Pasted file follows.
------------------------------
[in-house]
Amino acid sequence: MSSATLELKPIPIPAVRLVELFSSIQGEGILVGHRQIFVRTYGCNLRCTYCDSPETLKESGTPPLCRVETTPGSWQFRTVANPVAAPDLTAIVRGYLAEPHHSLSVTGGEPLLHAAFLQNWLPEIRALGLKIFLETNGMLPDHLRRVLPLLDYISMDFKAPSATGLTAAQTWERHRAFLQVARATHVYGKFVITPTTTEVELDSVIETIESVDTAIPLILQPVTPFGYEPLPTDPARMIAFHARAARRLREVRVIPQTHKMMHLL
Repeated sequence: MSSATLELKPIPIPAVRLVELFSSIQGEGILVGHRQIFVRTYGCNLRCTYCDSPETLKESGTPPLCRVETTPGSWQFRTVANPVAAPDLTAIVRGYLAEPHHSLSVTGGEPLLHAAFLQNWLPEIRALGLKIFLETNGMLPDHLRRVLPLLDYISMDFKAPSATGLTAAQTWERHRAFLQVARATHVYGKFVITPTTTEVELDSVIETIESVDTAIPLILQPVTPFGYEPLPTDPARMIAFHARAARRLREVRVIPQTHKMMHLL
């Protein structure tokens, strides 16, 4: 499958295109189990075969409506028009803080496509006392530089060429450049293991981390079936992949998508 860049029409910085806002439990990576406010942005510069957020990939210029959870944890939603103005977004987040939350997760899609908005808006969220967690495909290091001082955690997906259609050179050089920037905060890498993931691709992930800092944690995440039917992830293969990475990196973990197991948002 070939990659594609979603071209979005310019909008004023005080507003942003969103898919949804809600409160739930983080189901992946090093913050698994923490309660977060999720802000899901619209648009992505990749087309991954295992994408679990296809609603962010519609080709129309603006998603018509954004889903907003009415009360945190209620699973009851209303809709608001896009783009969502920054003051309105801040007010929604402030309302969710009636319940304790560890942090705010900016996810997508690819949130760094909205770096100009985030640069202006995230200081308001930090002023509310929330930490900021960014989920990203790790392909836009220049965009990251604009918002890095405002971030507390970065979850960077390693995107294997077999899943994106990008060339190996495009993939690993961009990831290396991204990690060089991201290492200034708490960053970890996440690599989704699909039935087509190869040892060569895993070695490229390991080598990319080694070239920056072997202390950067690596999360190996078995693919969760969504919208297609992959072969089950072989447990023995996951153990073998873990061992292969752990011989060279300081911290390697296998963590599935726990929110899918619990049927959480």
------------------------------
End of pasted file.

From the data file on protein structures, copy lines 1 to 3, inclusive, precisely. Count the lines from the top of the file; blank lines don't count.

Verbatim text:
[in-house]
Amino acid sequence: MSSATLELKPIPIPAVRLVELFSSIQGEGILVGHRQIFVRTYGCNLRCTYCDSPETLKESGTPPLCRVETTPGSWQFRTVANPVAAPDLTAIVRGYLAEPHHSLSVTGGEPLLHAAFLQNWLPEIRALGLKIFLETNGMLPDHLRRVLPLLDYISMDFKAPSATGLTAAQTWERHRAFLQVARATHVYGKFVITPTTTEVELDSVIETIESVDTAIPLILQPVTPFGYEPLPTDPARMIAFHARAARRLREVRVIPQTHKMMHLL
Repeated sequence: MSSATLELKPIPIPAVRLVELFSSIQGEGILVGHRQIFVRTYGCNLRCTYCDSPETLKESGTPPLCRVETTPGSWQFRTVANPVAAPDLTAIVRGYLAEPHHSLSVTGGEPLLHAAFLQNWLPEIRALGLKIFLETNGMLPDHLRRVLPLLDYISMDFKAPSATGLTAAQTWERHRAFLQVARATHVYGKFVITPTTTEVELDSVIETIESVDTAIPLILQPVTPFGYEPLPTDPARMIAFHARAARRLREVRVIPQTHKMMHLL